Meat quality: a parameter needed for consumer satisfaction
Optimal meat quality represents a complex of intrinsic (e.g. color stability, tenderness, palatability and water-holding capacity) and extrinsic (e.g. price, brand name, origin, packaging, labelling, etc) characteristics, that are meant to satisfy consumers. Optimal meat quality characteristics vary with human culture and time, with a general trend of increasing contribution to safety and healthiness that are important for consumption and economic reasons. With increasing demand for products with enhanced safety and healthiness, food production systems with improved quality standards are important to deliver and guarantee the safety of the products to consumers. Variation in meat quality arises through differences in the metabolic processes occurring in the muscles during peri- and post-slaughter period. Accordingly, muscle fibre type and capillarity within animals are important factors [46, 100]. Meat quality is generally accessed in terms of tenderness, taste, etc. Tenderness of meat is positively related to the muscle fibre characteristics (cross-sectional areas of the fibres, fibre types, metabolic enzyme activities, collagen quantity) and the amount of intramuscular fat that contribute to determination of flavor [101, 102]. Color of meat is determined by the level of myoglobin oxygenation . Meat with high percentages of oxidative fibres (greater myoglobin content) has a red color. These fibres show a high level of post-mortem shortening and generally have a low glycogen content. Capillarization is another relevant factor that influences meat quality since it is associated with supply of oxygen to muscles fibres. Through this, capillarization not only influences the metabolic state at time of slaughter but also during post-slaughter period.
Growth rate corresponding to muscle is considered an important performance factors for evaluating profits. Studies of MSC populations have enhanced the current understanding of the regulatory mechanisms that direct somatic stem cell populations for their role in the developmental program. Advancement in the high-throughput sequencing and system biology that advanced the search for such genes have made it possible to elucidate a core regulatory network of myogenic genes that drives the myogenic fate of pluripotent stem cells. This program, though orchestrated by key transcription factors, dictates the balance between proliferation and differentiation and drives the functional transformation from individual proliferating myogenic cells to a syncytial contractile myofiber. Additionally, increasing knowledge obtained through in silico studies of differentially expressed genes has provided an outstanding tool for investigating the interacting network operating between different genes to elucidate the molecular machinery behind activation, proliferation and differentiation of MSCs. To meet the growing demand of the increasing population, exploiting the regulatory circuits through the use of primary culture system is believed to provide deep insight into the measures that can be employed for improving the postnatal skeletal muscle growth among different animal species. As such, understanding genetic and epigenetic regulation of cell pluripotency, reprogramming and cell differentiation/dedifferentiation seems critical to improve livestock production.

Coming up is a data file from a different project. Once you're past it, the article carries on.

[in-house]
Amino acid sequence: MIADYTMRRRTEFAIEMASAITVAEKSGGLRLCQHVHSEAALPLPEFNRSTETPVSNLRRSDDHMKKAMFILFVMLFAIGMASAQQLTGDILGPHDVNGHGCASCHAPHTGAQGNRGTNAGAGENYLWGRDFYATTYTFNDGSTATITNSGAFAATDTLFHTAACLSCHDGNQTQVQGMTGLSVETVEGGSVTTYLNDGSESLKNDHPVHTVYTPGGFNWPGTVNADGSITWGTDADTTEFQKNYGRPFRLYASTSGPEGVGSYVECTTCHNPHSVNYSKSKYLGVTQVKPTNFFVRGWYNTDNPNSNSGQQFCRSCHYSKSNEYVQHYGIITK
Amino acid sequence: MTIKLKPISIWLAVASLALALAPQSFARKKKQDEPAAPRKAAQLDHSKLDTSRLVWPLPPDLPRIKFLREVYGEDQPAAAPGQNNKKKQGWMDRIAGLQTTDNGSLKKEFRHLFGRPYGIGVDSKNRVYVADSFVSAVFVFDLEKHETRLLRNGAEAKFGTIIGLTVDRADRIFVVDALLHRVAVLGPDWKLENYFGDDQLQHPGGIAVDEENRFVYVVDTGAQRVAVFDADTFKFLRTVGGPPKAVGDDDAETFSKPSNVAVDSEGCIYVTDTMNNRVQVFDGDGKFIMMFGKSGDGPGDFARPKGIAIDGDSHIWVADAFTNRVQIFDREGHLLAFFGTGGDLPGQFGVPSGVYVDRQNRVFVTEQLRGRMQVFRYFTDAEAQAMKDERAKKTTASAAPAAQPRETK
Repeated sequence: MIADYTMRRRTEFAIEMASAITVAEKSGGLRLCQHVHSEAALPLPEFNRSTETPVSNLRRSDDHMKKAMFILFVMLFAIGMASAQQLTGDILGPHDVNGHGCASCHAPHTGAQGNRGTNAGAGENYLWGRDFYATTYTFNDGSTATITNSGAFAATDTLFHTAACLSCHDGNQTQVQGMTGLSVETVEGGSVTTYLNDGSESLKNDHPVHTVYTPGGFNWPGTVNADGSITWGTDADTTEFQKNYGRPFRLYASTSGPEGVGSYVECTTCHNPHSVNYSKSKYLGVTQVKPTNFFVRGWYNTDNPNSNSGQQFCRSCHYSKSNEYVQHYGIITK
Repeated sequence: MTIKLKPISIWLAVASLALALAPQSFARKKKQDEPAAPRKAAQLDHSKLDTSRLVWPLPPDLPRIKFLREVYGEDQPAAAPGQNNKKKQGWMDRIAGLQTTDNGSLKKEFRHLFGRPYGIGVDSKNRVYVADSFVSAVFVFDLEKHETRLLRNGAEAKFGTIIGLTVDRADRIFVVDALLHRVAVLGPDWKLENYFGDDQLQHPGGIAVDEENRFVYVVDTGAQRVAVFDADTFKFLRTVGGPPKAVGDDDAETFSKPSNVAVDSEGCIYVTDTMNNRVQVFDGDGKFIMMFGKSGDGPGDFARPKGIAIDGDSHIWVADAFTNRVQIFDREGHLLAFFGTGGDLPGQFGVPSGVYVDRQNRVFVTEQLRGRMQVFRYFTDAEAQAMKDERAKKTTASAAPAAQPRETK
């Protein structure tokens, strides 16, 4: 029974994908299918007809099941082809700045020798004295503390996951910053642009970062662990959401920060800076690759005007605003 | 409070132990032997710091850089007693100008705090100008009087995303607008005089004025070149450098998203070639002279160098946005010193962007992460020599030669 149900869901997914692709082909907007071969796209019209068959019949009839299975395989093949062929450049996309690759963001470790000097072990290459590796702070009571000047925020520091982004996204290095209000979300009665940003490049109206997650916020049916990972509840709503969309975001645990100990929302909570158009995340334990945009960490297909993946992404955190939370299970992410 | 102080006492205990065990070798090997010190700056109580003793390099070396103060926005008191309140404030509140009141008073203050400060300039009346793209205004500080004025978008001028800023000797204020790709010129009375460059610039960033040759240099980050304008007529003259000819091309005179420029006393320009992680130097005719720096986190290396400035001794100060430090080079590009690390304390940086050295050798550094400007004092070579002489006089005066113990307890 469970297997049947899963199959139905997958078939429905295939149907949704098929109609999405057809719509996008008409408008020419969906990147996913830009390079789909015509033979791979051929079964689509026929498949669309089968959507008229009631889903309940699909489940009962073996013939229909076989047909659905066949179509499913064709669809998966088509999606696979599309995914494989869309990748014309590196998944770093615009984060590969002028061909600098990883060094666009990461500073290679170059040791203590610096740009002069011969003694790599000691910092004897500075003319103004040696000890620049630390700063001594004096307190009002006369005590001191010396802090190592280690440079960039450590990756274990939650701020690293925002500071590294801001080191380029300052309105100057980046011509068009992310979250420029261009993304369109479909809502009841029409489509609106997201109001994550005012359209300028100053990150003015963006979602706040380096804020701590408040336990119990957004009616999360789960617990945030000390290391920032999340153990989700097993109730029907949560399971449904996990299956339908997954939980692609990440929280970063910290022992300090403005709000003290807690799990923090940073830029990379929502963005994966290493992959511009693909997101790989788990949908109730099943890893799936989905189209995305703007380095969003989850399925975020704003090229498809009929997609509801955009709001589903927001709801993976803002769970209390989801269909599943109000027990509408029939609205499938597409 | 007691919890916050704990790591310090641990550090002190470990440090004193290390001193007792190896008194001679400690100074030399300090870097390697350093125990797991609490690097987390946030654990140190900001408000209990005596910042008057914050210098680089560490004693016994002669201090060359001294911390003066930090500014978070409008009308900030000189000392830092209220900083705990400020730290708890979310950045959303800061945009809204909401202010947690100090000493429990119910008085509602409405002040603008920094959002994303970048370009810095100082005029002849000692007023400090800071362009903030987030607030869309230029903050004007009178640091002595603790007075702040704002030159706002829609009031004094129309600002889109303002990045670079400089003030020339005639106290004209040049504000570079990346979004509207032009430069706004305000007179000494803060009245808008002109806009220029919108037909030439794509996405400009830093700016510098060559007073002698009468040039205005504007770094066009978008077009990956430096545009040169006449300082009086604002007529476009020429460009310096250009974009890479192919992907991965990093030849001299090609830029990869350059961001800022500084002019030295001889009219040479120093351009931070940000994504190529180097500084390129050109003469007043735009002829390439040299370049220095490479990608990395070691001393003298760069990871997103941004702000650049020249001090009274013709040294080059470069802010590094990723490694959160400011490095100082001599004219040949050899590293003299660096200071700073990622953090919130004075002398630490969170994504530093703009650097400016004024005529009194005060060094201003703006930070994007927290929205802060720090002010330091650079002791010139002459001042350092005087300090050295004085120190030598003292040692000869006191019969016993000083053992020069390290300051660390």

This work was supported by a National Research Foundation of Korea (NRF) grant funded by the Republic of Korea government (MSIP; no. 2014R1A2A2A01006324) along with the Basic Science Research Program through the National Research Foundation of Korea (NRF) funded by the Ministry of Education (NRF-2013R1A1A2059308).